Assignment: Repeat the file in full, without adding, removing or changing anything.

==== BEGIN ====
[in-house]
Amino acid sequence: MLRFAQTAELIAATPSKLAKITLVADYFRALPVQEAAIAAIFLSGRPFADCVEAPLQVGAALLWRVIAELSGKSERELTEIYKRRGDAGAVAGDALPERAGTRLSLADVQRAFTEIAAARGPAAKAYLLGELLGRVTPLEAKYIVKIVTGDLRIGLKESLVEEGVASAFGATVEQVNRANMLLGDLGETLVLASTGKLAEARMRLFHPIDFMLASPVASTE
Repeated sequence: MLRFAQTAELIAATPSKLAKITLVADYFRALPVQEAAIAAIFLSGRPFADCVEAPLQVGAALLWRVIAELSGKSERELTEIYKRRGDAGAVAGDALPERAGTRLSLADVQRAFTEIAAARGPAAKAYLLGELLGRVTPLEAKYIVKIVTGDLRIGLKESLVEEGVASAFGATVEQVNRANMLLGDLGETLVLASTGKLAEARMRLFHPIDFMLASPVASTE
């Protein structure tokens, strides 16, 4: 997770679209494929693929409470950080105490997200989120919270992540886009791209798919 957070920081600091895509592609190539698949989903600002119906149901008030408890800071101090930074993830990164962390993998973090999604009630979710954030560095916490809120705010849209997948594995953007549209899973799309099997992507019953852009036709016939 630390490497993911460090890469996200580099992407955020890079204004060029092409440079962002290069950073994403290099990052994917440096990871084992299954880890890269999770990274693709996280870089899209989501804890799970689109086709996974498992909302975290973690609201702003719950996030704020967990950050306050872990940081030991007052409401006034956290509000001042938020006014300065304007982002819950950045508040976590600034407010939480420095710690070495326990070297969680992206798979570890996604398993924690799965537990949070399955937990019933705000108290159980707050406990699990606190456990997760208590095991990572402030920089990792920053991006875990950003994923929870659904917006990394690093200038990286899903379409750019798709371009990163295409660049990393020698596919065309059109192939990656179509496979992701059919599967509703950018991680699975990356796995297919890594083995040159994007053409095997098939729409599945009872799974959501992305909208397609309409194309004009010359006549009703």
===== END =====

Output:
[in-house]
Amino acid sequence: MLRFAQTAELIAATPSKLAKITLVADYFRALPVQEAAIAAIFLSGRPFADCVEAPLQVGAALLWRVIAELSGKSERELTEIYKRRGDAGAVAGDALPERAGTRLSLADVQRAFTEIAAARGPAAKAYLLGELLGRVTPLEAKYIVKIVTGDLRIGLKESLVEEGVASAFGATVEQVNRANMLLGDLGETLVLASTGKLAEARMRLFHPIDFMLASPVASTE
Repeated sequence: MLRFAQTAELIAATPSKLAKITLVADYFRALPVQEAAIAAIFLSGRPFADCVEAPLQVGAALLWRVIAELSGKSERELTEIYKRRGDAGAVAGDALPERAGTRLSLADVQRAFTEIAAARGPAAKAYLLGELLGRVTPLEAKYIVKIVTGDLRIGLKESLVEEGVASAFGATVEQVNRANMLLGDLGETLVLASTGKLAEARMRLFHPIDFMLASPVASTE
């Protein structure tokens, strides 16, 4: 997770679209494929693929409470950080105490997200989120919270992540886009791209798919 957070920081600091895509592609190539698949989903600002119906149901008030408890800071101090930074993830990164962390993998973090999604009630979710954030560095916490809120705010849209997948594995953007549209899973799309099997992507019953852009036709016939 630390490497993911460090890469996200580099992407955020890079204004060029092409440079962002290069950073994403290099990052994917440096990871084992299954880890890269999770990274693709996280870089899209989501804890799970689109086709996974498992909302975290973690609201702003719950996030704020967990950050306050872990940081030991007052409401006034956290509000001042938020006014300065304007982002819950950045508040976590600034407010939480420095710690070495326990070297969680992206798979570890996604398993924690799965537990949070399955937990019933705000108290159980707050406990699990606190456990997760208590095991990572402030920089990792920053991006875990950003994923929870659904917006990394690093200038990286899903379409750019798709371009990163295409660049990393020698596919065309059109192939990656179509496979992701059919599967509703950018991680699975990356796995297919890594083995040159994007053409095997098939729409599945009872799974959501992305909208397609309409194309004009010359006549009703």